Hopefully, you are familiar with the basics of I/O redirection in the shell, in particular the concepts of “standard input,” “standard output,” and “standard error”. Briefly, “standard input” is a data source, where data comes from. A program should not need to either know or care if the data source is a regular file, a keyboard, a magnetic tape, or even a punched card reader. Similarly, “standard output” is a data sink, where data goes to. The program should neither know nor care where this might be. Programs that only read their standard input, do something to the data, and then send it on, are called filters, by analogy to filters in a water pipeline.
With the Unix shell, it’s very easy to set up data pipelines:
program_to_create_data | filter1 | ... | filterN > final.pretty.data
We start out by creating the raw data; each filter applies some successive transformation to the data, until by the time it comes out of the pipeline, it is in the desired form.
This is fine and good for standard input and standard output. Where does the
standard error come in to play? Well, think about
the pipeline above. What happens if it encounters an error in the data it
sees? If it writes an error message to standard output, it will just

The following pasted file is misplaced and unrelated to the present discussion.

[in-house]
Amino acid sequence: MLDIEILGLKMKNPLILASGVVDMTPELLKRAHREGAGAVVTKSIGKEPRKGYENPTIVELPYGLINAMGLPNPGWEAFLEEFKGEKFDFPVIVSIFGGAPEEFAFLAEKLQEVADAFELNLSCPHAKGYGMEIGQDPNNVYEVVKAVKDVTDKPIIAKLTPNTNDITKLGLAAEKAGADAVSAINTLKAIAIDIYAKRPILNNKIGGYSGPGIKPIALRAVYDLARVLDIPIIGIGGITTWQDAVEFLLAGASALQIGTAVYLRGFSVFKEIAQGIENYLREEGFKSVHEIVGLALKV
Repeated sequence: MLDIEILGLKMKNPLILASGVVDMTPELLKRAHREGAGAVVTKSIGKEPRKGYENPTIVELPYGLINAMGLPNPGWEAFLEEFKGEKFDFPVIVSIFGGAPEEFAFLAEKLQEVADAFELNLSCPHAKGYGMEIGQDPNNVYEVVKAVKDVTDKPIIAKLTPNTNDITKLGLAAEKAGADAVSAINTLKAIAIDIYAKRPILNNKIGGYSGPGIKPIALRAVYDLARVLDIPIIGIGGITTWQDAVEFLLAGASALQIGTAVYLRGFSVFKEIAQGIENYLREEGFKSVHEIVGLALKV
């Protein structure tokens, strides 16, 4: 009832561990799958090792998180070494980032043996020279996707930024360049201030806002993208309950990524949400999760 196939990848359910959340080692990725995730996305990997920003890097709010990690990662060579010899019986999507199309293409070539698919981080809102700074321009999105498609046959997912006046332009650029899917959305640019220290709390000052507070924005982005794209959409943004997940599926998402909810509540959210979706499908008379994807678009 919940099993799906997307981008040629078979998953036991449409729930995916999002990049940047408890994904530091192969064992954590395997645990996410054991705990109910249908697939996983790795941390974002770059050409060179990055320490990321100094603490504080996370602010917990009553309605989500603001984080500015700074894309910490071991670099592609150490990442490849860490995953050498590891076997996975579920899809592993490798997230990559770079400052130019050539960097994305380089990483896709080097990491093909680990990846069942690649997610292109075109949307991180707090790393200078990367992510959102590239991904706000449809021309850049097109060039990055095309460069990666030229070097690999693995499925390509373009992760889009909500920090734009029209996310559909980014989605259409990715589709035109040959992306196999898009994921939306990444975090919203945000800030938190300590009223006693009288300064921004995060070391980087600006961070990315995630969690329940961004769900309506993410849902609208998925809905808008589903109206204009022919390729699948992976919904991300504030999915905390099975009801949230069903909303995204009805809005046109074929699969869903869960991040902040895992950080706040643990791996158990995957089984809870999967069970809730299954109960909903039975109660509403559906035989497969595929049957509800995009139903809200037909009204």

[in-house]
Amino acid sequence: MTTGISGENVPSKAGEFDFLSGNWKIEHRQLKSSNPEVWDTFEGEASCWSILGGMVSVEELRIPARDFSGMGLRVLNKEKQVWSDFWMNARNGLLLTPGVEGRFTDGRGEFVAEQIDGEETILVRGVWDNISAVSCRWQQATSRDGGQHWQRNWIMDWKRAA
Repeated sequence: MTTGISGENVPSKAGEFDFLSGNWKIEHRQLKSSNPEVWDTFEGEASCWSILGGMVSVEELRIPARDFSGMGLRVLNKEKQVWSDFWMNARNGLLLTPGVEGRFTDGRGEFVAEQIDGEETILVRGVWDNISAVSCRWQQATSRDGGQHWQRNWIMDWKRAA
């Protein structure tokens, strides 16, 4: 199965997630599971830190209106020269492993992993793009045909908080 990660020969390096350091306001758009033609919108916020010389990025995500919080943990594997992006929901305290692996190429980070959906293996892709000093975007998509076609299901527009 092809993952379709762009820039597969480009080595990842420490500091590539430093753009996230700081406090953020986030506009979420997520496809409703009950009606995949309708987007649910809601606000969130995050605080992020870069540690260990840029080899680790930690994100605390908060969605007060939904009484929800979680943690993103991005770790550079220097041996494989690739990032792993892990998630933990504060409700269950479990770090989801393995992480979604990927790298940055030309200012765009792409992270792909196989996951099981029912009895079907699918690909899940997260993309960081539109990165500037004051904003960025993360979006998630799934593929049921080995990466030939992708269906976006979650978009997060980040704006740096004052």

disappear down the pipeline into
filter2’s input, and the
user will probably never see it. So programs need a place where they can send
error messages so that the user will notice them. This is standard error,
and it is usually connected to your console or window, even if you have
redirected standard output of your program away from your screen.
For filter programs to work together, the format of the data has to be
agreed upon. The most straightforward and easiest format to use is simply
lines of text. Unix data files are generally just streams of bytes, with
lines delimited by the ASCII LF (Line Feed) character,
conventionally called a “newline” in the Unix literature. (This is
'\n' if you’re a C programmer.) This is the format used by all
the traditional filtering programs. (Many earlier operating systems
had elaborate facilities and special purpose programs for managing
binary data. Unix has always shied away from such things, under the
philosophy that it’s easiest to simply be able to view and edit your
data with a text editor.)
OK, enough introduction. Let’s take a look at some of the tools, and then we’ll see how to hook them together in interesting ways. In the following discussion, we will only present those command line options that interest us. As you should always do, double check your system documentation for the full story.